Eight short years ago I suffered from debilitating panic attacks. A few got so bad that I took myself to the hospital – convinced I was having a heart attack.
On the second ER visit, the doctor on-call advised me that physically I was fine. The problem was mental and I needed to start talking to someone (and she was clear that she was NOT the people I should be talking to).
In my first appointment with a therapist, she asked what had been going on for me recently.
Well, I just had a baby about three months prior.
Oh, and I just left the work force for the first time since I was 13.
And we just moved into a new house.
Did I mention that the new house was in Africa? Yeah, we just moved to Africa from suburban Chicago.
She looked at me dumbfounded with an expression that simply said, “Well, DUH. No wonder you’re struggling!”
The return to school might seem easy compared to everything I just outlined above, but it carries the same takeaway.
Our brains hate change.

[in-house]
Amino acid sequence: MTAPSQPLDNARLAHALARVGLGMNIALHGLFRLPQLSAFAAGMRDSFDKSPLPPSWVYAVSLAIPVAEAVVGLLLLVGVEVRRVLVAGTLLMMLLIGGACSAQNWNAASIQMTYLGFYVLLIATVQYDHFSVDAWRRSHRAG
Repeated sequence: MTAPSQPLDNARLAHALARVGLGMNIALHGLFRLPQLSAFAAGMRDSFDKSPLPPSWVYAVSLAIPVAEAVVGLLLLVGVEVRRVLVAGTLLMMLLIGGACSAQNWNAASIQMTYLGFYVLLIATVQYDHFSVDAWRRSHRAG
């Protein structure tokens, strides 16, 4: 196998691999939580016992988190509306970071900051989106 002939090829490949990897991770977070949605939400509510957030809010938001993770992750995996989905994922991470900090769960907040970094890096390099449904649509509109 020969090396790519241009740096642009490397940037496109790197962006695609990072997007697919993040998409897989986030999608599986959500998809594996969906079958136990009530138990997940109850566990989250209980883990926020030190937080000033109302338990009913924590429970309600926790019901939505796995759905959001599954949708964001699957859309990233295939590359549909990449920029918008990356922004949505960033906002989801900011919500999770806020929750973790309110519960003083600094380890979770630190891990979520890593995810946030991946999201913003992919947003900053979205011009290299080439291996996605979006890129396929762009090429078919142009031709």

Transitions are a breeding ground for anxiety. When you do something new – like starting a new grade, a new school, or a new job – your brain has no reference point for what’s about to happen. To protect you, it will offer every worst-case scenario about what COULD happen.
What MIGHT go wrong.
Where you COULD fail.
Anxiety is awful but it’s just your brain doing what your brain is wired to do. Keep you safe.
This is a hard pill to swallow for a teen convinced that everyone will laugh at her if she asks a question in class or a college-bound kiddo convinced she isn’t going to make any friends.
But that doesn't mean we should stop helping her see another perspective. Or remind ourselves of the same when we are overwhelmed by anxiety.
Kate O’Rourke, a Certified Life Coach and school psychologist, helps us unpack anxiety in this week’s episode of Why Didn’t They Tell Us.
Kate explains when we should worry about our kids’ anxiety versus applauding their brains for doing exactly what they’re supposed to do, how we can help our teens when they are struggling, and what we can do as moms to manage our own anxiety. Be sure to click here to tune in today.
Quintessential Africa photo for fun